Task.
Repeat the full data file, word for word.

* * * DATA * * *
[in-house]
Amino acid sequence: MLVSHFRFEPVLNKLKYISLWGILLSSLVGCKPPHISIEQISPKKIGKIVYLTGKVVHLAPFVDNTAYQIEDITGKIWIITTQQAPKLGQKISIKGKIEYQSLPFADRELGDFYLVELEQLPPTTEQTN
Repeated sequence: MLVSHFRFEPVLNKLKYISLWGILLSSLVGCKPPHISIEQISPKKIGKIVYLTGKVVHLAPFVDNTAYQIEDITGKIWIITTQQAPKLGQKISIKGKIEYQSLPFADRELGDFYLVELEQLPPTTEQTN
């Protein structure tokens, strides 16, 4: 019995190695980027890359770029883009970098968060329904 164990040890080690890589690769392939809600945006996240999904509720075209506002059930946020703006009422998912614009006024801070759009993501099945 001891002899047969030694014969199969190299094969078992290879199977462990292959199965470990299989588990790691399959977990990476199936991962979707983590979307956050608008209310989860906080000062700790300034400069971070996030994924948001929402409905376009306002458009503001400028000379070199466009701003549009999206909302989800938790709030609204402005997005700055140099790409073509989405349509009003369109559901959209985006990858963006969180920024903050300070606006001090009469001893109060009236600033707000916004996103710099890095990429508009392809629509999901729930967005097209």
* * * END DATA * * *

[in-house]
Amino acid sequence: MLVSHFRFEPVLNKLKYISLWGILLSSLVGCKPPHISIEQISPKKIGKIVYLTGKVVHLAPFVDNTAYQIEDITGKIWIITTQQAPKLGQKISIKGKIEYQSLPFADRELGDFYLVELEQLPPTTEQTN
Repeated sequence: MLVSHFRFEPVLNKLKYISLWGILLSSLVGCKPPHISIEQISPKKIGKIVYLTGKVVHLAPFVDNTAYQIEDITGKIWIITTQQAPKLGQKISIKGKIEYQSLPFADRELGDFYLVELEQLPPTTEQTN
């Protein structure tokens, strides 16, 4: 019995190695980027890359770029883009970098968060329904 164990040890080690890589690769392939809600945006996240999904509720075209506002059930946020703006009422998912614009006024801070759009993501099945 001891002899047969030694014969199969190299094969078992290879199977462990292959199965470990299989588990790691399959977990990476199936991962979707983590979307956050608008209310989860906080000062700790300034400069971070996030994924948001929402409905376009306002458009503001400028000379070199466009701003549009999206909302989800938790709030609204402005997005700055140099790409073509989405349509009003369109559901959209985006990858963006969180920024903050300070606006001090009469001893109060009236600033707000916004996103710099890095990429508009392809629509999901729930967005097209």